“Robot & Frank” (Revisited)

Hello everyone. It’s been a while. Since naming the 2022 Movie of the Year, I got busy. Real busy. And though I said that my review site was coming to a close after the tenth annual Juicy Awards, I never intended to have my last post be the Movie of the Year. There’s a wrap-up post in the works; a dedication of sorts to this site that I have been posting to for now ten years.

In the meantime, I thought it would be fun to revisit the film that kicked off my long journey of film analysis: “Robot & Frank.” I reviewed this feature way back on March 1st, 2013. Back then, I was posting these to Facebook, and managed to describe my thoughts on the film in only a few sentences:

I liked the plot of the movie and the acting. I felt through the middle of the movie it had a weird transition, but other than that I thought it was a good movie to watch. FINAL SCORE: 83%= Juicy Popcorn

Now, over ten years later, I sat down on a Friday night to watch this movie once more, having not seen it since my initial review. Read on, as I offer more insight on this film and if it holds up to my original score…

FRIDAY NIGHT MOVIE REVIEW: “Robot & Frank” stars Frank Langella (The Twelve Chairs, Frost/Nixon), James Marsden (X-Men [2000], Enchanted), Susan Sarandon (Thelma & Louise, Snitch), Liv Tyler (The Lord of the Rings: The Return of the King, The Incredible Hulk [2008]), Jeremy Strong (The Big Short, Succession [TV series]), Jeremy Sisto (Waitress, Clueless), and Peter Sarsgaard (Garden State, The Batman [2022]). It is directed by Jake Schreier (Paper Towns, Kidding [TV series]) and written by Christopher Ford (Spider-Man: Homecoming, Cop Car).

Frank (Langella), a former jewel thief suffering with early onset alzheimer’s, is gifted a robot by his son (Marsden) who fears that his father isn’t able to take care of himself. Little does he know that Frank has other intentions in using his gift.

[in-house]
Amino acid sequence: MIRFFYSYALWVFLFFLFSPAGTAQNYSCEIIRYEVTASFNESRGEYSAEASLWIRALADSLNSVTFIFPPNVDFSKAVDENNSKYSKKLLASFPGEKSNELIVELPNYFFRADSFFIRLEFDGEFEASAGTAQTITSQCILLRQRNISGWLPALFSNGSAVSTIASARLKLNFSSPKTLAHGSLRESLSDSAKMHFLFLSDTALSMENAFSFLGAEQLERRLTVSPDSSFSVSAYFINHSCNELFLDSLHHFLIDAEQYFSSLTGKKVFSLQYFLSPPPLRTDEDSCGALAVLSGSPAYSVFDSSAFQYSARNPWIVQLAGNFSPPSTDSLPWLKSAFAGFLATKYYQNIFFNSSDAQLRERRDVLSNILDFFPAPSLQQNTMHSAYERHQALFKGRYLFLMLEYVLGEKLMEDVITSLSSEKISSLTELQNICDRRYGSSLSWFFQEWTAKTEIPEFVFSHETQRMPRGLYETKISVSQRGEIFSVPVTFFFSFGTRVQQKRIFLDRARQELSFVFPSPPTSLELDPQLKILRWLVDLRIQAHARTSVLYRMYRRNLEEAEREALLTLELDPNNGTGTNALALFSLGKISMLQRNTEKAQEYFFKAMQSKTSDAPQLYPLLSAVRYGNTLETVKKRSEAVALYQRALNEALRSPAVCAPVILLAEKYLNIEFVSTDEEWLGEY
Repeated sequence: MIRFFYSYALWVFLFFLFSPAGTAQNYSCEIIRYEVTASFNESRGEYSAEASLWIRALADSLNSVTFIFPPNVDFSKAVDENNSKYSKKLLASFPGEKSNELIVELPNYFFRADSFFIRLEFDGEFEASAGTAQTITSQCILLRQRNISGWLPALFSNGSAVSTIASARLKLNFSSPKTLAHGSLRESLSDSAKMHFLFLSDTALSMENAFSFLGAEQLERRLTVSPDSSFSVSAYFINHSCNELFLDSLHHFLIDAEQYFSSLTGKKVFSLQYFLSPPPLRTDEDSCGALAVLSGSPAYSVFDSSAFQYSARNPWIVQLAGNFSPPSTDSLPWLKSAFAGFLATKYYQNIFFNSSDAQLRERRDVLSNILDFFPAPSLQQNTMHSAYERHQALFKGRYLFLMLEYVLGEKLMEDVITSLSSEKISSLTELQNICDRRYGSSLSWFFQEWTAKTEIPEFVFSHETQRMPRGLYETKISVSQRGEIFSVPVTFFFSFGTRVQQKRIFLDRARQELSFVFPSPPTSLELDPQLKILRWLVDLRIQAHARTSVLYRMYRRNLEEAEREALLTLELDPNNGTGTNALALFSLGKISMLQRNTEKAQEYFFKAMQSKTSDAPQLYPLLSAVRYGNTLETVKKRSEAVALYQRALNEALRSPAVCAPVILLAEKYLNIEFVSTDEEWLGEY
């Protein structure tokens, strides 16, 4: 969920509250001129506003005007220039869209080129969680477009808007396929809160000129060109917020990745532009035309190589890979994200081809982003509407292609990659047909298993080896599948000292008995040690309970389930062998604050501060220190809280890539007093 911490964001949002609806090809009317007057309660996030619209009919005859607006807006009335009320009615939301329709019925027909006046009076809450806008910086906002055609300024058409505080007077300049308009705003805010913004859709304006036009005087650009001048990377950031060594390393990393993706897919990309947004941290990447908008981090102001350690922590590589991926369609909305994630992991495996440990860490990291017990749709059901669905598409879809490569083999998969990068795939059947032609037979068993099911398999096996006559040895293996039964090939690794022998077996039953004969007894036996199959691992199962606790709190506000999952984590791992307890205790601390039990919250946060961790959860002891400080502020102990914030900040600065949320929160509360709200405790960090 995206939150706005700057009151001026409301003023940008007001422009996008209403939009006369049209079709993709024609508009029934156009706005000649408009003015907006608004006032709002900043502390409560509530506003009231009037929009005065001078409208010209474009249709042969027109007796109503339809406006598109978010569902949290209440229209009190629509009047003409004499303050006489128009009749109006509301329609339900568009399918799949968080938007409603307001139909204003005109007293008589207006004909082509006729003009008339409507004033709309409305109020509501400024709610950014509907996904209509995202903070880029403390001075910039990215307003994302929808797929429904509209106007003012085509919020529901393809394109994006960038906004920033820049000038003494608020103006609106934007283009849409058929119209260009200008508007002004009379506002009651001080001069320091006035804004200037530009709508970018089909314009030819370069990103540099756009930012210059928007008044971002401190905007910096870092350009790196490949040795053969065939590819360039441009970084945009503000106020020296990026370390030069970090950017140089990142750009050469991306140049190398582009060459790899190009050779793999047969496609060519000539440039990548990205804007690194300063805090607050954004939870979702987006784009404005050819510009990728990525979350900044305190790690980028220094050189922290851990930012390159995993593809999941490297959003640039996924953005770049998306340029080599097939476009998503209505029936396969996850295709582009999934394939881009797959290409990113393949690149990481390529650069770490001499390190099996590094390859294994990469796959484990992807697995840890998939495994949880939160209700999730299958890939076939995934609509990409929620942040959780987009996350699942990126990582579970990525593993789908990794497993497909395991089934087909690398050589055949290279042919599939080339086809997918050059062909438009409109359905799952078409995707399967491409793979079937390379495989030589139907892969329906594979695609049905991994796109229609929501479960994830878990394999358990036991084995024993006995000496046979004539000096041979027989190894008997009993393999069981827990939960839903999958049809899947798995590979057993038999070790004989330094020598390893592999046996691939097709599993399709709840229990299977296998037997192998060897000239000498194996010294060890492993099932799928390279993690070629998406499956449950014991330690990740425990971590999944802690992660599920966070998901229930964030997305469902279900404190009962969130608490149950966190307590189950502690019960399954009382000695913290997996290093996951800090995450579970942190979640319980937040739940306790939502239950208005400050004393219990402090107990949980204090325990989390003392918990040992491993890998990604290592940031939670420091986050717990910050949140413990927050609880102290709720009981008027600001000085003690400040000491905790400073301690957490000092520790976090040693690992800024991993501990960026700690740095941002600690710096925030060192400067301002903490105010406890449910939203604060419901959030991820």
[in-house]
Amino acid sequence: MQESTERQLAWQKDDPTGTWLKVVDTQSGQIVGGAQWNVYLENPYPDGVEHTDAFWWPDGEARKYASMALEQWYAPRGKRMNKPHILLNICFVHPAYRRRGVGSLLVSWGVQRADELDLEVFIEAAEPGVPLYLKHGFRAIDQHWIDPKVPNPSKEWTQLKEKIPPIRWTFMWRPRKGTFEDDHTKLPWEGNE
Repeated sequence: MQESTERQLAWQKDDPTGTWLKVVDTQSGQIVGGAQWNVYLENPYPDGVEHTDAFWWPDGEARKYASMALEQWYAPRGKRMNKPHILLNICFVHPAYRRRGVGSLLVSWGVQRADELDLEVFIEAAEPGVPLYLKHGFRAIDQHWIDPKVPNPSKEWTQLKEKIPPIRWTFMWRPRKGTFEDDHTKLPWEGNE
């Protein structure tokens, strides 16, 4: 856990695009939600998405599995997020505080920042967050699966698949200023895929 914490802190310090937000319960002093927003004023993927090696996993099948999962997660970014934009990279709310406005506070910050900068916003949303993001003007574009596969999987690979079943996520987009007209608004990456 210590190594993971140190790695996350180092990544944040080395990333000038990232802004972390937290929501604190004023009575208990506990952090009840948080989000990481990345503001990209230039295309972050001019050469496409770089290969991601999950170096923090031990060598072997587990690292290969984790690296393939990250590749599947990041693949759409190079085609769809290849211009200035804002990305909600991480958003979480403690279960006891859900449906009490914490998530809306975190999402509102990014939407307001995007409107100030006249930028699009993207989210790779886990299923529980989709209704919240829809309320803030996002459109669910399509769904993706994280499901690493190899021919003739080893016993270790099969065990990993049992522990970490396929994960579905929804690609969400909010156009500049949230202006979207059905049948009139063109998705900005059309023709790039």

Wow. What a blast from the past this was. Having only seen this film one time ten years ago, there was a lot I forgot going in. And since my brain has had ten years to develop (both in intellect and taste), I pondered if this movie would really be as good as it was when I first saw it. Truth is… it kind of is.

In Jake Schreier’s directorial debut, “Robot & Frank” is a beautiful – albeit simple – approach to the theme of memory. Set in the near future, this story focuses on an old man losing his mind in a world trying to preserve what once was. That world in particular is a library Frank visits, which is under renovation to become a landmark; instead of solely renting out books, they observe what it once was to rent out books. Crazy how after ten years, a movie like this is still prevelent, and how that “near future” is inching closer and closer to us.

The story itself is an interesting one. Setting it in the near future almost acts as a secondary tool to the main component, that being Frank’s companionship with his robot. At first, Frank wants nothing to do with the machine; he’s better off without technology, and lives out as a dinosaur in an ever-changing world. But slowly, Frank comes to realize how helpful his robot is, and how he can utilize it for his own advantage. That advantage being to rob people.